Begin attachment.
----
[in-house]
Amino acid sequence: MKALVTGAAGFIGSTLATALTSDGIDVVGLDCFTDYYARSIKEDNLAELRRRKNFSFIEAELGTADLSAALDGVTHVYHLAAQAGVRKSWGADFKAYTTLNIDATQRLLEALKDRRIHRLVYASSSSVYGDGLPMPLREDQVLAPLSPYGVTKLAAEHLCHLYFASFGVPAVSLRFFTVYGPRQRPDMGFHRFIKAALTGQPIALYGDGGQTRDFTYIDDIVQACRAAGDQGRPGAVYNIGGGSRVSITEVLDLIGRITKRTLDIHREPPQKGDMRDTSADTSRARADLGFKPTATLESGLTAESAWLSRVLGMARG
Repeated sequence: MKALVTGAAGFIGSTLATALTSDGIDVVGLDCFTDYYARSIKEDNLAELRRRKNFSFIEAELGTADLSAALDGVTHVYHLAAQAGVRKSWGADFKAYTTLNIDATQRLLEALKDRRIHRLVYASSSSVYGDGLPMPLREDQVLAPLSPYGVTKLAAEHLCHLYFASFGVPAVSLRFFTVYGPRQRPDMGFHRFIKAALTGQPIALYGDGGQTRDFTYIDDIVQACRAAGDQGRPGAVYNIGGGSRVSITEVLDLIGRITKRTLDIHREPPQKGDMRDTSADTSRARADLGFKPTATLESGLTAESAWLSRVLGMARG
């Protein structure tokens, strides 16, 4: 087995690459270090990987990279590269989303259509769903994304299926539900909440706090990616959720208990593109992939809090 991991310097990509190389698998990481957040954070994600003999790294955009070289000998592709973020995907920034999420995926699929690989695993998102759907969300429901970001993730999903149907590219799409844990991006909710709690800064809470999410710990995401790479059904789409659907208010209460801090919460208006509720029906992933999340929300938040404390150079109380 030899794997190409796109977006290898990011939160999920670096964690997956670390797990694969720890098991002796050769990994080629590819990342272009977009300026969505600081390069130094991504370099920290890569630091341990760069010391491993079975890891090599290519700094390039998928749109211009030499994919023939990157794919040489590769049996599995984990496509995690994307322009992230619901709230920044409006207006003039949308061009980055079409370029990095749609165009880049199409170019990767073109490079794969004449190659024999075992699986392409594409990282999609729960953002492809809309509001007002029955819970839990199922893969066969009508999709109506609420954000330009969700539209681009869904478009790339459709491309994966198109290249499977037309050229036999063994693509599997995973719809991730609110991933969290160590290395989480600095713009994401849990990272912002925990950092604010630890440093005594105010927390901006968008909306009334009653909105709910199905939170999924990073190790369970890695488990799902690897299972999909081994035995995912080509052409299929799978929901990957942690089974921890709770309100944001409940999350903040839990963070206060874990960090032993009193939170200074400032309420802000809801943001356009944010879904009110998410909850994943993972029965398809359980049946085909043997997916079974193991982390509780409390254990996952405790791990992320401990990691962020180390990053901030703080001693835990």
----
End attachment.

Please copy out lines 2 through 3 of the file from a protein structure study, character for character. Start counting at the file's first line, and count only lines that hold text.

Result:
Amino acid sequence: MKALVTGAAGFIGSTLATALTSDGIDVVGLDCFTDYYARSIKEDNLAELRRRKNFSFIEAELGTADLSAALDGVTHVYHLAAQAGVRKSWGADFKAYTTLNIDATQRLLEALKDRRIHRLVYASSSSVYGDGLPMPLREDQVLAPLSPYGVTKLAAEHLCHLYFASFGVPAVSLRFFTVYGPRQRPDMGFHRFIKAALTGQPIALYGDGGQTRDFTYIDDIVQACRAAGDQGRPGAVYNIGGGSRVSITEVLDLIGRITKRTLDIHREPPQKGDMRDTSADTSRARADLGFKPTATLESGLTAESAWLSRVLGMARG
Repeated sequence: MKALVTGAAGFIGSTLATALTSDGIDVVGLDCFTDYYARSIKEDNLAELRRRKNFSFIEAELGTADLSAALDGVTHVYHLAAQAGVRKSWGADFKAYTTLNIDATQRLLEALKDRRIHRLVYASSSSVYGDGLPMPLREDQVLAPLSPYGVTKLAAEHLCHLYFASFGVPAVSLRFFTVYGPRQRPDMGFHRFIKAALTGQPIALYGDGGQTRDFTYIDDIVQACRAAGDQGRPGAVYNIGGGSRVSITEVLDLIGRITKRTLDIHREPPQKGDMRDTSADTSRARADLGFKPTATLESGLTAESAWLSRVLGMARG